What Is a Short Sale?

An increase in foreclosure rates will inevitably bring with it an increase in short sales. But what is a short sale?

A short sale happens when an owner sells their house for less than - short of - their remaining mortgage balance, the proceeds of which go to the lender and in return the lender forgives the remaining balance. Selling the home as a short sale is one way to avoid foreclosure.

As a general rule, lenders lose money when they foreclose on a property. Consequently, they would rather not have to foreclose if it can be avoided. A short sale represents an opportunity to cut their losses because a short sale usually allows them to recoup more of the cost of the loan than a foreclosure process would.

However, don’t think that a short sale is an easy thing to accomplish. In order to get permission for a short sale, you must provide documentation showing a genuine financial hardship. And don’t think that the decision for accepting a short sale is solely in the hands of the lender. Sure the lender must first agree, but this is not the final word. If there is mortgage insurance involved, this company also gets input on the decision. If there is an investor backing the mortgage, they also get input as to whether to accept a short sale.

The transaction process for a short sale can be rather cumbersome as well, whether you’re on the buying or selling side. Many short sales fail due to additional demands by the lender, such as requiring the broker to reduce his or her commission and/or that the seller signs a document requiring him or her to pay back the shortfall.

If you’re on the selling side of a short sale, consider having your agent or other experienced professional negotiate with your lender for several good reasons:

  1. It is a time-consuming process involving many phone calls, waiting on hold and being told by the lender's representatives that documents were not received even when you've sent them several times.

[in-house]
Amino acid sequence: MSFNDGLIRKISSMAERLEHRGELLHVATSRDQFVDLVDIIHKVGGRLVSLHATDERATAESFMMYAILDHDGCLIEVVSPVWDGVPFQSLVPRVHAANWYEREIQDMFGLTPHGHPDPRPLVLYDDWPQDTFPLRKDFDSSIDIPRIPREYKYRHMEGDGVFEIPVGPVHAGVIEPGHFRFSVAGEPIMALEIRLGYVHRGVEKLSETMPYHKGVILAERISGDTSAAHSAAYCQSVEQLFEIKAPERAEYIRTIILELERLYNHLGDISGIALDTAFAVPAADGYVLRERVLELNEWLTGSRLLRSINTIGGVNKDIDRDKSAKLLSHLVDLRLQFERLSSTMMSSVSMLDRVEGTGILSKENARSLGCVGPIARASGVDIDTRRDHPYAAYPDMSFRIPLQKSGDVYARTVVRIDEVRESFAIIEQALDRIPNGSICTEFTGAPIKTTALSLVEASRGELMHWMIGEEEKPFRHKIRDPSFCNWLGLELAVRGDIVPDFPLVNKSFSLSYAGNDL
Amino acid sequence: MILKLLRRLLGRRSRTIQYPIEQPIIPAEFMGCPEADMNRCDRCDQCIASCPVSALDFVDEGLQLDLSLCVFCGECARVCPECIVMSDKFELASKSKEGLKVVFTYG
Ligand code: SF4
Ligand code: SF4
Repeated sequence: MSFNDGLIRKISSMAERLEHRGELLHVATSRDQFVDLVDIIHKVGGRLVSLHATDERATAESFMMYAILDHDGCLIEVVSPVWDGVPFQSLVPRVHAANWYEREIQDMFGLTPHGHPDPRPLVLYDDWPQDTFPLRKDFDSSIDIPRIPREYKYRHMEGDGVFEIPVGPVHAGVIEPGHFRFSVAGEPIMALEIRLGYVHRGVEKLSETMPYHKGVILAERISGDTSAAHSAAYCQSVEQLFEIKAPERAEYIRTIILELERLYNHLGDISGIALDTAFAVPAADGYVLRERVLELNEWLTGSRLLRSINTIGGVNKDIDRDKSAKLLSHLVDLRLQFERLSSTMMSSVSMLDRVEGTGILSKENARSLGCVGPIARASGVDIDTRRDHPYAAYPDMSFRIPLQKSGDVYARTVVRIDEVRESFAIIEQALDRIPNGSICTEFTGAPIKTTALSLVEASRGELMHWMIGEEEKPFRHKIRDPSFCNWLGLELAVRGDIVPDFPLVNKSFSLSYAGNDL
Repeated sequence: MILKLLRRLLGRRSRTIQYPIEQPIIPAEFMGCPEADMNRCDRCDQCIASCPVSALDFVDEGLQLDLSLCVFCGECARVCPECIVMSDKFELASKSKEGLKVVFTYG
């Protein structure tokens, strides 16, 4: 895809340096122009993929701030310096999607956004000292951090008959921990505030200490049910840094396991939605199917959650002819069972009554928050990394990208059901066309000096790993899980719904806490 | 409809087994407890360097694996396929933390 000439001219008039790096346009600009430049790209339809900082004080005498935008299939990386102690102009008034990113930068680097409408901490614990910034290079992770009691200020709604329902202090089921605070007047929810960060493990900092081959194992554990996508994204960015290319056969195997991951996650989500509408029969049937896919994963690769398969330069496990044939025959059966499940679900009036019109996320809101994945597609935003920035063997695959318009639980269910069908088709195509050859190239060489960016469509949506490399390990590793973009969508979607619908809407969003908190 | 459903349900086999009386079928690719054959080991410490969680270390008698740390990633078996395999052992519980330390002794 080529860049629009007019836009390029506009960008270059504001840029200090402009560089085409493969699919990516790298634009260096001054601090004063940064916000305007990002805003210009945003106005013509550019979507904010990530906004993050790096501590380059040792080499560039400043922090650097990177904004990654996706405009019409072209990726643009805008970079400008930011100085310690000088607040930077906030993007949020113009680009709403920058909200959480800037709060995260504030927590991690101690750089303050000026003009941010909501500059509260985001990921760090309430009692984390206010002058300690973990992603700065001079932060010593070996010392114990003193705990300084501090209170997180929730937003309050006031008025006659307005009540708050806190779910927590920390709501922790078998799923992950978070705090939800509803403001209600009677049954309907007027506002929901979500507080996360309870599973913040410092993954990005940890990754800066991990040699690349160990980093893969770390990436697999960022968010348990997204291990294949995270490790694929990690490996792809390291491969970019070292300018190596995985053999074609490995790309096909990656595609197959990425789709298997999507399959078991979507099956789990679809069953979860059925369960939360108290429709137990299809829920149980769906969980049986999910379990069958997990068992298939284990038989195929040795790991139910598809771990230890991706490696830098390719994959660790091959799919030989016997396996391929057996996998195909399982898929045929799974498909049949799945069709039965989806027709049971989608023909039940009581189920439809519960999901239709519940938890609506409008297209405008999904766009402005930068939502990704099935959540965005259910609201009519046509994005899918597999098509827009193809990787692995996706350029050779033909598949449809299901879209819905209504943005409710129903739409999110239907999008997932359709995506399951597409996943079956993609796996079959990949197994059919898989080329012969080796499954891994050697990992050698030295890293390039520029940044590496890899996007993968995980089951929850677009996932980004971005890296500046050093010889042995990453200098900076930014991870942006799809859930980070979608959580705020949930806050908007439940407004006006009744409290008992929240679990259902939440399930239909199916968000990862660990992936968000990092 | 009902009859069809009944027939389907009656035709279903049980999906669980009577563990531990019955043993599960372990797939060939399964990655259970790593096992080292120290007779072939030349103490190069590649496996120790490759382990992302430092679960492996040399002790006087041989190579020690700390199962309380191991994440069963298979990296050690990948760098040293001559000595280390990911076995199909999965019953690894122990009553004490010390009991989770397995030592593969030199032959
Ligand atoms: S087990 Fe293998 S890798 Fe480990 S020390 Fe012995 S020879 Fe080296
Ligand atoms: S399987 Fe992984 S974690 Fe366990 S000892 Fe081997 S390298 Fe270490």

2. You are going through a difficult emotional time.  Using an agent can help relieve the pressure both in terms of the work load as well as in terms of having the experience and knowledge to handle the negotiations.
  3. There are many considerations and issues that arise.  Having an agent who's navigated many of these negotiations gives you more options to resolve any given issue that arises.
  4. The bank is paying your agent, not you.  If someone is asking you for an up-front payment, this should be a red flag to you not to work with them.  Using a real estate agent who negotiates the deal and finally gets paid a commission out of the bank's proceeds from the sale - not from your pocket - is a winning situation for you. 

And remember, if the lender does accept a short sale and forgives part of your debt, that may be considered taxable income and you must declare it as such to the IRS.  Consult a professional as to the current state of the law.

For a free consultation, Contact Frank.

Frank Delzompo Team
Broker-Owner 

Call or email now:
DIRECT: 951-326-7330
Email: Frank@Sand2Sea.us   

Zillow Ratings

"Sand to Sea Properties, Inc. provided stellar customer service from beginning to end. Throughout the entire process Frank and Lisa guided us and were always available to answer any question or concern, and were prepared for any curve ball throughout the home buying process. Their expertise in real  estate became such a comfort to know we were working with top notch individuals who were not just incredible at what they do, but also enjoyable to be around. We highly recommend Sand to Sea Properties for your home buying or rental needs."
~Rachel C.

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**Frank represents clients as a broker, and not as an attorney.  Do not rely on information on the internet solely; consult appropriate professionals for your particular financial and legal situation.  Information is pulled from many sources to serve you; it is deemed reliable and not guaranteed.